Vitamin D plays a critical role in the human body’s response to tuberculosis, according to new research that explains why people of African descent are more susceptible to TB.
The research also suggests a new way to fight one of the world’s deadliest diseases: with a simple dietary supplement.
Tuberculosis, usually caused when a person inhales tuberculosis bacteria, killed an estimated 1.7 million people in 2003 and is the leading cause of death for people afflicted with AIDS, according to the World Health Organization (WHO).
People of African descent are more susceptible to tuberculosis than Caucasians, with higher rates of infection and more severe cases once infected, trends that had puzzled researchers until now. Sub-Saharan Africa, for example, has the world’s highest per capita rates of both tuberculosis cases and deaths from the disease, roughly twice the next-highest region, according to WHO statistics.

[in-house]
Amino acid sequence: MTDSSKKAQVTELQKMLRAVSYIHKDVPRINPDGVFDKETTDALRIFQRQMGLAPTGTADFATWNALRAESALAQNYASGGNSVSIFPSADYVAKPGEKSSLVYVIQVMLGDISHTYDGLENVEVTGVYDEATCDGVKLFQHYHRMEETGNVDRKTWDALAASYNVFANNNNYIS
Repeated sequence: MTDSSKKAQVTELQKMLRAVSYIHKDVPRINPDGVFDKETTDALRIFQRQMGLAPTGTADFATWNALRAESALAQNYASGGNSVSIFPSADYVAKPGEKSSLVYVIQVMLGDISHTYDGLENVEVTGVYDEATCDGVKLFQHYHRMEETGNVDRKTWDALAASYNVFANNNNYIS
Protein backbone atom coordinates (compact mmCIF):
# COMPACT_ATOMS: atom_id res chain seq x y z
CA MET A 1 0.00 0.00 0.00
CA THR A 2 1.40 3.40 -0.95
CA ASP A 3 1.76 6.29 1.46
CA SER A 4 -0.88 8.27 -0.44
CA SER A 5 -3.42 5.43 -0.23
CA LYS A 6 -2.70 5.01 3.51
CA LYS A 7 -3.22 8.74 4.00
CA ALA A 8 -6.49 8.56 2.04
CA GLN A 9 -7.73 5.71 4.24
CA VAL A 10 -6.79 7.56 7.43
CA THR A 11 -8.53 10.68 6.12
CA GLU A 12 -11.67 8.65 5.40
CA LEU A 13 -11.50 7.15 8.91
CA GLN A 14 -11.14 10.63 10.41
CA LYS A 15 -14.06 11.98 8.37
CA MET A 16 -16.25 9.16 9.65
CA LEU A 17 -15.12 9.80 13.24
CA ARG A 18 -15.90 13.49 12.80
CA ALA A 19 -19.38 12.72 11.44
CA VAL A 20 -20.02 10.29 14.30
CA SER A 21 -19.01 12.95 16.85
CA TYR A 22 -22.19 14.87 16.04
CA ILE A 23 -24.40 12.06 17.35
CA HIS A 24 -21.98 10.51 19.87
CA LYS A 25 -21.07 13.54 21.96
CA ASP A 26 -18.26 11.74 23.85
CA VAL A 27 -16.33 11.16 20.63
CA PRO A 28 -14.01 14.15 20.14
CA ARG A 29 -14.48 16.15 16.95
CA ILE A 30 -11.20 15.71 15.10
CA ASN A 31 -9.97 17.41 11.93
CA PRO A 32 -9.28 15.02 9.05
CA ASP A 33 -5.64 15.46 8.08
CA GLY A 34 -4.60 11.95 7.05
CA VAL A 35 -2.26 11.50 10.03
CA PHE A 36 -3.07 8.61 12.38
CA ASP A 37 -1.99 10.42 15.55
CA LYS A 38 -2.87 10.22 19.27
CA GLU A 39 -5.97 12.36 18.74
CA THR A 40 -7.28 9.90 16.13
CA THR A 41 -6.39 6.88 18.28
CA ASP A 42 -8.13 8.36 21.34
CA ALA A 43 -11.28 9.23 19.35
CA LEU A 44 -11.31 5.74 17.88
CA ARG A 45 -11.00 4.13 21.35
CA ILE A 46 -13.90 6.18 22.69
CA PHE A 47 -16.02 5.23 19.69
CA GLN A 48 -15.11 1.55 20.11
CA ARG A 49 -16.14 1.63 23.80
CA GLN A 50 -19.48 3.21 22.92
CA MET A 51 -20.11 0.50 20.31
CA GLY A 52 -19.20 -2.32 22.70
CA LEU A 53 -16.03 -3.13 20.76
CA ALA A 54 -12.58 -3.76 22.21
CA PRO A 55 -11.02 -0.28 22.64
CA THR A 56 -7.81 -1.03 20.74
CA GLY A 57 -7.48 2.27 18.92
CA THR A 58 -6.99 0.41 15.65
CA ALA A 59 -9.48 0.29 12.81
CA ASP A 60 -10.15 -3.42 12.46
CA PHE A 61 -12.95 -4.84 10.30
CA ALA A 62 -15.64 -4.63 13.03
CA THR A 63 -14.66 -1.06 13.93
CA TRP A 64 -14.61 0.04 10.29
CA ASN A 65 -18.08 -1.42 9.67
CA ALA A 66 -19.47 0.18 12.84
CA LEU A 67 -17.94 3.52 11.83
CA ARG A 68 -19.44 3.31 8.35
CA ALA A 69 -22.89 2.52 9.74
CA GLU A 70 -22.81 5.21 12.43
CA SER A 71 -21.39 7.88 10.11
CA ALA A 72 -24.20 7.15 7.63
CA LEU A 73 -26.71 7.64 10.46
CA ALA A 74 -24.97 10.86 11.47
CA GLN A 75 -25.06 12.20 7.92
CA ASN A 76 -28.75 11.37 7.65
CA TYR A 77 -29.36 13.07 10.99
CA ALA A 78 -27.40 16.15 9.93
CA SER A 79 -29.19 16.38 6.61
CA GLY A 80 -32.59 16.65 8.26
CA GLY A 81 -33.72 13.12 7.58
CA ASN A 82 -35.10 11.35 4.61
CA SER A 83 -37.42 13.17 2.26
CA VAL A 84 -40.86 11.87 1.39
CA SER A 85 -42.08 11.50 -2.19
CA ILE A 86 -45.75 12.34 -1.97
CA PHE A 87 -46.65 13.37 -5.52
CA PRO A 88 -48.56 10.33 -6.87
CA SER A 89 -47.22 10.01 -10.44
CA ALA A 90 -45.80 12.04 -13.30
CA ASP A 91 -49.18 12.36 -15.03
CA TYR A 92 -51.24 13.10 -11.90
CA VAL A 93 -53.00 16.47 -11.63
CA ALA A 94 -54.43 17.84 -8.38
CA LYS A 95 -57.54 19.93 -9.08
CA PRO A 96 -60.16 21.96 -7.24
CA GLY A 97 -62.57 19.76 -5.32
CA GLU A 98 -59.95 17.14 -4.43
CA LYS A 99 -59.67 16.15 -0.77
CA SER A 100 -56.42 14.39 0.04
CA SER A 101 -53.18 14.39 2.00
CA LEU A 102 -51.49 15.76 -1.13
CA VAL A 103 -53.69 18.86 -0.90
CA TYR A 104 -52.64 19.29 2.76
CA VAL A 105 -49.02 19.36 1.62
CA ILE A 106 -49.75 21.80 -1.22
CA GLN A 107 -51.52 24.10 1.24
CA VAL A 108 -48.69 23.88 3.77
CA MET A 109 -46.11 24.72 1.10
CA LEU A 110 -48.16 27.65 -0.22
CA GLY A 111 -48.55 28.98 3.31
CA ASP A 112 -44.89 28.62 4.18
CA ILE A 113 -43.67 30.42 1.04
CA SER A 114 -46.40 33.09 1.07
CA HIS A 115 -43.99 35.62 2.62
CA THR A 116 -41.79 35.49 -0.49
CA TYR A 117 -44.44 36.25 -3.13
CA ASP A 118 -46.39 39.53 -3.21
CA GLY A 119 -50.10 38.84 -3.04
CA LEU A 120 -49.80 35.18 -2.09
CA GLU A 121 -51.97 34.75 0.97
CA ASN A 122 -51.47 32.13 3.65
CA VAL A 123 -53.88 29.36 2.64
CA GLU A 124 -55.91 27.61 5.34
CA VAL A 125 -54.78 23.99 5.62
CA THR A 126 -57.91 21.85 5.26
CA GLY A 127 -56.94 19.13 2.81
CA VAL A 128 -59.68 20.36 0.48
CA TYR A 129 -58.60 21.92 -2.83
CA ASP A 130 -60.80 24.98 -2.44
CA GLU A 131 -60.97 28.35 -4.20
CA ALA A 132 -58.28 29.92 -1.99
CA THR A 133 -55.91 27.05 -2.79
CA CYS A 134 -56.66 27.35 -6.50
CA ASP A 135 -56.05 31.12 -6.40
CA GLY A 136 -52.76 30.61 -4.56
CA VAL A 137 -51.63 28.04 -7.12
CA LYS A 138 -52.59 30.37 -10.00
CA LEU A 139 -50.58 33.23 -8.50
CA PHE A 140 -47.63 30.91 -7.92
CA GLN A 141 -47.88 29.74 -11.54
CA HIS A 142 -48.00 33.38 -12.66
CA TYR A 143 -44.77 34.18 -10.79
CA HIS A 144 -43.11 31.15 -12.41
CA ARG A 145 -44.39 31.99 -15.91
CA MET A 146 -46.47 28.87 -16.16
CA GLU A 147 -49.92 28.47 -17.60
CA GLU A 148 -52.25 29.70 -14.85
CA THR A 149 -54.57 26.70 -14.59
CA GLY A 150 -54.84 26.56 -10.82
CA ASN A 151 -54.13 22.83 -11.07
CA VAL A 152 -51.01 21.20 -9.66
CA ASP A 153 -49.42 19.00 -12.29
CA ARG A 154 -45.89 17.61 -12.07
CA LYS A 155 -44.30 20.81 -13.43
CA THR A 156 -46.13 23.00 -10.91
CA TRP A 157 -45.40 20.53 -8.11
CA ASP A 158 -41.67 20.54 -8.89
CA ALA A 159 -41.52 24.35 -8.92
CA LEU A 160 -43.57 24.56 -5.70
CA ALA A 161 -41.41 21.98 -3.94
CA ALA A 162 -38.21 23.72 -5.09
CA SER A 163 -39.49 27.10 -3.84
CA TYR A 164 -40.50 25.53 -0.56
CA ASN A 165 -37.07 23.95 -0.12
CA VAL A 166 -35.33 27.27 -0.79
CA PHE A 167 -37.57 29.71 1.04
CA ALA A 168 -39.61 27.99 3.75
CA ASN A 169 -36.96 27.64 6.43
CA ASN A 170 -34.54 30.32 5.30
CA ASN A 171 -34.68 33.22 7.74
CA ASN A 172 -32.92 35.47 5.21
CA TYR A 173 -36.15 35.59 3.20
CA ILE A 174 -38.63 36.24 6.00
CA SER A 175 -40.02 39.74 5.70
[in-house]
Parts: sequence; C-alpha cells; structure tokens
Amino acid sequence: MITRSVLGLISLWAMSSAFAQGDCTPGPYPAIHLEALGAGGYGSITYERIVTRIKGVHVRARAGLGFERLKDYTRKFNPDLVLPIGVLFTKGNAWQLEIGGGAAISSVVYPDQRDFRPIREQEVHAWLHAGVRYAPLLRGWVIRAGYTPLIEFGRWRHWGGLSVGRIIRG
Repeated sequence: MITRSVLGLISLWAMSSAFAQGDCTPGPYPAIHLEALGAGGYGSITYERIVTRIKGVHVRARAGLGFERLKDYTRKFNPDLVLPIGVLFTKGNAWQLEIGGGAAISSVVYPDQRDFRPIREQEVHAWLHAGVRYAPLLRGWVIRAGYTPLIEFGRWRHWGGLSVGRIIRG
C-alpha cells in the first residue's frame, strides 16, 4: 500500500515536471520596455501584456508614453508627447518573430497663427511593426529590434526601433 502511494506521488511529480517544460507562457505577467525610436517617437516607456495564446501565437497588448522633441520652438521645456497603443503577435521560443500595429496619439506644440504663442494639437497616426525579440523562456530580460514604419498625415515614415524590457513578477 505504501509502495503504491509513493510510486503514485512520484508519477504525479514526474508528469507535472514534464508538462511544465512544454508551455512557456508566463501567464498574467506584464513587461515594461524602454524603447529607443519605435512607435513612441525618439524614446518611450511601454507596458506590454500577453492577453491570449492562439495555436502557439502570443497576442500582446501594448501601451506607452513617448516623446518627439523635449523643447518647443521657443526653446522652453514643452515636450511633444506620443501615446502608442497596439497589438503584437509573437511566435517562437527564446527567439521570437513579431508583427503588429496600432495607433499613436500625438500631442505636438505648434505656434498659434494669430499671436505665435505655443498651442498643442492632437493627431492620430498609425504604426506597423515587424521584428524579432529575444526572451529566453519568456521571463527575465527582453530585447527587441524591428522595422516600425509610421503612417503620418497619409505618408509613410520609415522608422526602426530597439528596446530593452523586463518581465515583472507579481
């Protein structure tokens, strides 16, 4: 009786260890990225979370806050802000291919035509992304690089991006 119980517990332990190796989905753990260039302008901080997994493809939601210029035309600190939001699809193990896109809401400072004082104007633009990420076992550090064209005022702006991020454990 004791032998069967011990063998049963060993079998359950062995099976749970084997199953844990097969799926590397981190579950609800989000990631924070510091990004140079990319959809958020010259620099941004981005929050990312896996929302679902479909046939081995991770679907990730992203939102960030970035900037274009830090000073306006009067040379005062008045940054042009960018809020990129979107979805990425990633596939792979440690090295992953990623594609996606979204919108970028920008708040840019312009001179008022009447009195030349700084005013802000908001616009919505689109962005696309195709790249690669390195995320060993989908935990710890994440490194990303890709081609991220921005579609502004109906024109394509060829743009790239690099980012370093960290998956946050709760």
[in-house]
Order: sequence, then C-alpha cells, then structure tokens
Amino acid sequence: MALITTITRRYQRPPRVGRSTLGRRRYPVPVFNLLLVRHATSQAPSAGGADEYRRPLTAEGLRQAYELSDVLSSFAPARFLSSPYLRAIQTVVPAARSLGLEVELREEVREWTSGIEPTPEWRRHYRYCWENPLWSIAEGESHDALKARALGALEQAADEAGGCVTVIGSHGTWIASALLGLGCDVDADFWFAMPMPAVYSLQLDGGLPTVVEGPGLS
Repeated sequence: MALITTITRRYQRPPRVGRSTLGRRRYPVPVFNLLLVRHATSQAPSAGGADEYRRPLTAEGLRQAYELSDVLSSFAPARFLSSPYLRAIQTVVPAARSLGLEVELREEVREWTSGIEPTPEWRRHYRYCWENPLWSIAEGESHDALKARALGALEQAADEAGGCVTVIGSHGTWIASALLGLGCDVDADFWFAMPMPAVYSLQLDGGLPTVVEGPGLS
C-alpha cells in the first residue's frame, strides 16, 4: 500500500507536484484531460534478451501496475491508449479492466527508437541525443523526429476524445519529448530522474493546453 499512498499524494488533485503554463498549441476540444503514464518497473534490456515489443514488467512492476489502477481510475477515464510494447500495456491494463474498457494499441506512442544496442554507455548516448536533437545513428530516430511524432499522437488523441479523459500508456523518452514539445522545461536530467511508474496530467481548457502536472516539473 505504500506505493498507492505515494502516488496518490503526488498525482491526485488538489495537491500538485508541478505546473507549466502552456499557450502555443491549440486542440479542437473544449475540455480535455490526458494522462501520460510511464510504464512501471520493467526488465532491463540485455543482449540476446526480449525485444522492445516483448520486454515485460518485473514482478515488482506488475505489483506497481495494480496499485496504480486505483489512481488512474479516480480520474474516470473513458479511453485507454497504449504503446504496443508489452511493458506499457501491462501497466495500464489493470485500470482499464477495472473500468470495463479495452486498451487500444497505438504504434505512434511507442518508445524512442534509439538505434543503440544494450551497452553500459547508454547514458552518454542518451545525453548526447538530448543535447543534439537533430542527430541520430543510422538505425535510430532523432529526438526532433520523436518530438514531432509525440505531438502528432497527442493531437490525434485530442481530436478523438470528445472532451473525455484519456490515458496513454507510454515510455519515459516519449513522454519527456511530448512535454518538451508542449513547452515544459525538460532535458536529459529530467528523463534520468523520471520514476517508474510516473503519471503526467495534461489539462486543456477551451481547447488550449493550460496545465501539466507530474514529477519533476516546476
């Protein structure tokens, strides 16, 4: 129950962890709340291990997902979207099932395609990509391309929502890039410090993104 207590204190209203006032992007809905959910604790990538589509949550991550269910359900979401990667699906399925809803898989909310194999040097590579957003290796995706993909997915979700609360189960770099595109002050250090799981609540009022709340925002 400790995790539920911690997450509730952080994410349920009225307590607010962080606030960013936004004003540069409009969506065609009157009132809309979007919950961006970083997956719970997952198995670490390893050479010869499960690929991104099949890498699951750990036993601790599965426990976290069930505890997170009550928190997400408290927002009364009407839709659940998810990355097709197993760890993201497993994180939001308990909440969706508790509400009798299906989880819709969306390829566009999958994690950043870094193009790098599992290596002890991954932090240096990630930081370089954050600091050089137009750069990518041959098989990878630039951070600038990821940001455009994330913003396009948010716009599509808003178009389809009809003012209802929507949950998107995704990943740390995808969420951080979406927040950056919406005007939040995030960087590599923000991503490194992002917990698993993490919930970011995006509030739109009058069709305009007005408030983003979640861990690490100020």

The research, conducted by a team from the University of California, Los Angeles (UCLA), and the Harvard School of Public Health, shows that vitamin D plays a key role in the production of a molecule called cathelicidin, which kills the tuberculosis bacteria.
The body produces vitamin D when sunlight hits the skin. The skin pigment melanin – more abundant in darker skin – shields the body from the sun’s rays, reducing damage from ultraviolet light, but also reducing vitamin D production.